While this may not be an issue for most people, those on low carb or ketogenic diets may need to limit their intake of foods that contain carbs, including kefir.

Additionally, people with diabetes may also need to monitor their carb consumption carefully to manage their blood sugar levels.

For those with diabetes, it may be best to limit your intake of kefir to 1–2 cups (237–473 mL) per day to maintain healthy blood sugar levels, and be sure to count the carbs in kefir toward your daily carb intake.


Because kefir generally contains 12–13 grams of carbs per serving, those with diabetes and people following a low carb diet may need to limit their intake.

If you have any conditions that affect your immune system, you should talk with a healthcare professional before adding probiotic-rich foods like kefir to your diet.

While research generally suggests that these ingredients are likely safe for people with autoimmune conditions, some case reports have linked probiotic use to serious side effects, such as an increased risk of infection (9).

Although rare, probiotics have also been associated with issues like sepsis, which is a potentially life threatening complication of an infection (6).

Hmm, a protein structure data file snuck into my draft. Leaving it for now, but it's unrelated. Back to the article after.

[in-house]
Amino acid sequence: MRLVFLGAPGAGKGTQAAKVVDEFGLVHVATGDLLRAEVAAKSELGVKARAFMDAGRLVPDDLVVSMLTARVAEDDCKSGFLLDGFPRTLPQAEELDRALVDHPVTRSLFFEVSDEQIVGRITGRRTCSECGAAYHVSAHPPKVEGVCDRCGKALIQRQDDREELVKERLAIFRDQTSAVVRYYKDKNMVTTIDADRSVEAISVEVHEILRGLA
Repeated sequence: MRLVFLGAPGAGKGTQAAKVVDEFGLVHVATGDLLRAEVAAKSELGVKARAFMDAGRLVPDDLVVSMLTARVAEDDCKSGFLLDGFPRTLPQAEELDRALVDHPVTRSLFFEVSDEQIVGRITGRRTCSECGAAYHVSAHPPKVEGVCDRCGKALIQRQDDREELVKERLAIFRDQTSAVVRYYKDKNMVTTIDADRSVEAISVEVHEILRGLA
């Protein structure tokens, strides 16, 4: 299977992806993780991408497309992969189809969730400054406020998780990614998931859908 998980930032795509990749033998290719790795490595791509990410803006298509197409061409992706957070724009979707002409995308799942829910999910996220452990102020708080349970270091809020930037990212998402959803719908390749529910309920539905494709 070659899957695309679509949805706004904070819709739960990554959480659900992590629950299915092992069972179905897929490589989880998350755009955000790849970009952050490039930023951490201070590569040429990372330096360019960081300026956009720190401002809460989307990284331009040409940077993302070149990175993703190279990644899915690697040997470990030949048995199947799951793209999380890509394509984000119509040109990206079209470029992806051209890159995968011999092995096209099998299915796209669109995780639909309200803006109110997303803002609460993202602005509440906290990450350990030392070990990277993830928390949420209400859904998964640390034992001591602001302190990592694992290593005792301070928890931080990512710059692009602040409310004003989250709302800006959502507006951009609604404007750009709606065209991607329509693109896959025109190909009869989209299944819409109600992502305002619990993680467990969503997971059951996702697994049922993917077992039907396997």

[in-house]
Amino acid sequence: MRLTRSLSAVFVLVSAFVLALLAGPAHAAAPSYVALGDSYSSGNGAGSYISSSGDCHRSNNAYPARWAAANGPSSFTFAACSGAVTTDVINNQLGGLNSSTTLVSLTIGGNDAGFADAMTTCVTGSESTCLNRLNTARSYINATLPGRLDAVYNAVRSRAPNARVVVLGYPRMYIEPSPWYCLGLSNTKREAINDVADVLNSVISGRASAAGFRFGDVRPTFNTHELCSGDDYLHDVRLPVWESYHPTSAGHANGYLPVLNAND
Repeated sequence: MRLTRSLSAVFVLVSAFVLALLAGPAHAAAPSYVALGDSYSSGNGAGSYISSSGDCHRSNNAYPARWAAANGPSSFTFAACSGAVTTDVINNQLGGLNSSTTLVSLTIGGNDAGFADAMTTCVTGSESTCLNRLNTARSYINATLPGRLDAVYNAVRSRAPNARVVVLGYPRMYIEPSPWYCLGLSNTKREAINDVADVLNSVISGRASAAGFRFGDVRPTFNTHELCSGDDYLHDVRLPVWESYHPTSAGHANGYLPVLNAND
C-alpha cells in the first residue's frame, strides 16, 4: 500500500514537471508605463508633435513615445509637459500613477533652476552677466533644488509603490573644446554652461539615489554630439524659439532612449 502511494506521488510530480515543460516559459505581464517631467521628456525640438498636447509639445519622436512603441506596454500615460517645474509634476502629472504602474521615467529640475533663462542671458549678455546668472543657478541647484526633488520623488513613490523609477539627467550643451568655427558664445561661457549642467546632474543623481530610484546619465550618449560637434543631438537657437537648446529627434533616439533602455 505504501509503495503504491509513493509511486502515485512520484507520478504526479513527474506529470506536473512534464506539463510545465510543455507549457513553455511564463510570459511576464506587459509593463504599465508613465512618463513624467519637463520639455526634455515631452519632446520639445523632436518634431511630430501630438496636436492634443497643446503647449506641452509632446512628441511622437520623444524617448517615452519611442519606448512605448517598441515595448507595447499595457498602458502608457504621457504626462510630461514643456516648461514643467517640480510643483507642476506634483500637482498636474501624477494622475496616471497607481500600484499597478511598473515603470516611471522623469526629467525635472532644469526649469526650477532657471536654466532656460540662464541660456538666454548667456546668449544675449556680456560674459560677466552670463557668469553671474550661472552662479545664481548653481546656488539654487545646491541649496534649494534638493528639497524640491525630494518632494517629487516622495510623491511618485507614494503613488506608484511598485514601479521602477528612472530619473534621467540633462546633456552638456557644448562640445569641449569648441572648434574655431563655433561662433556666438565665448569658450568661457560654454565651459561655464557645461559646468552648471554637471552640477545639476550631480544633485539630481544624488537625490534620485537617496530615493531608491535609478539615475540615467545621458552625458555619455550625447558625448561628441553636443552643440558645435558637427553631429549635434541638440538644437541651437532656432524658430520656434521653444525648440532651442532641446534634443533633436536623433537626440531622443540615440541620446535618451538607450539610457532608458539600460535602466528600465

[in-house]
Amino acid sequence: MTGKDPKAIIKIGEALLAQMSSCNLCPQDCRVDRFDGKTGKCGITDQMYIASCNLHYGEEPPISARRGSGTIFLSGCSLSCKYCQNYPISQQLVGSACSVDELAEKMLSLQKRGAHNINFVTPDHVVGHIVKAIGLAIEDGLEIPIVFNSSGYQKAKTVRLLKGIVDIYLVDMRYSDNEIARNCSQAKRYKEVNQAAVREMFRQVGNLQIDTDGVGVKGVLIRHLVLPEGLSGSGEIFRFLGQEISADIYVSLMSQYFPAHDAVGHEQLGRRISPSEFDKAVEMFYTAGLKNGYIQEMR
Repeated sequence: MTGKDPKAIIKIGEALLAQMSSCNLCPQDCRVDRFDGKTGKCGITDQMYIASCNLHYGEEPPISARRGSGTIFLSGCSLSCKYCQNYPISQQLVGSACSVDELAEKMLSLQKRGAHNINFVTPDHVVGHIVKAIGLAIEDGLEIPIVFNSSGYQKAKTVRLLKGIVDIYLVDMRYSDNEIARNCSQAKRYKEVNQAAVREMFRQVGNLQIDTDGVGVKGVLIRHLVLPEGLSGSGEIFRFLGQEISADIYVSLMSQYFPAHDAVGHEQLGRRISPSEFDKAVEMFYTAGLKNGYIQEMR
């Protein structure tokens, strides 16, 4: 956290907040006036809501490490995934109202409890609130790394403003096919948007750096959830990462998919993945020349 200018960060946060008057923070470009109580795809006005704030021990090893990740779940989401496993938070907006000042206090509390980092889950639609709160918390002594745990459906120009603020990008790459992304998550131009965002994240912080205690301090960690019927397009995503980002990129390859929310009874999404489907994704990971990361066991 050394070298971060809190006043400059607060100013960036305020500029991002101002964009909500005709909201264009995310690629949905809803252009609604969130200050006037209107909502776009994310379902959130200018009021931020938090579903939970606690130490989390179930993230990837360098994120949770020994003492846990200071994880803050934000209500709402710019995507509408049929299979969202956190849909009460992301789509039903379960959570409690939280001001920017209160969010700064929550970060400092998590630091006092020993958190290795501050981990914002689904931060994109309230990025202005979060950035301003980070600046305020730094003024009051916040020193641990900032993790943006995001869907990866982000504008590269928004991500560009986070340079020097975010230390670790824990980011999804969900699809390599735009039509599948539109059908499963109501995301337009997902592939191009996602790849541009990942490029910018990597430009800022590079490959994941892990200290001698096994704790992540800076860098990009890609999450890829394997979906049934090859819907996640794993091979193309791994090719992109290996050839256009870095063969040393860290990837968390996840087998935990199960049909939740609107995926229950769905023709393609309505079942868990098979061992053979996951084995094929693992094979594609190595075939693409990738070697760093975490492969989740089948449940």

Still, more research is needed to determine how kefir specifically may affect those with autoimmune disorders.


In rare cases, consuming probiotics could increase the risk of infections in people with conditions that affect the immune system. More research is needed on kefir’s effect in these populations.

Kefir can be a healthy and delicious addition to a well-rounded diet.

For best results, stick to around 1–3 cups (237–710 mL) per day and pair it with a variety of other fermented foods and beverages to increase your intake of probiotics.

However, certain people may need to limit their intake depending on their daily carb allotment, including people with diabetes, those following a low carb or ketogenic diet, and people who avoid alcohol.

People with conditions that weaken the immune system should also check with a healthcare professional before adding kefir or other foods high in probiotics to their diets.

If you experience any adverse side effects after drinking kefir, consider reducing your intake or discontinuing consumption.


Drinking 1–3 cups (237–710 mL) of kefir daily can be a great way to boost your intake of probiotics. Certain people may need to limit their intake, including people with diabetes or autoimmune disorders and those following a low carb or ketogenic diet.

Adding kefir to your diet can be an easy and delicious way to increase your intake of probiotics.

However, drinking too much can have several side effects, including digestive issues. It also contains carbs and a small amount of alcohol, so it may not be suitable for everyone.

Therefore, it’s best to enjoy kefir in moderation as part of a healthy, well-rounded diet alongside a variety of other fermented ingredients, including kombucha, kimchi, sauerkraut, and yogurt.

Just one thing

Try this today: Kefir is easy to make at home and requires just a few ingredients. To get started, simply add kefir grains to your choice of milk in a jar and cover it, letting it ferment for 24–48 hours. Then, strain out the grains, refrigerate, and enjoy!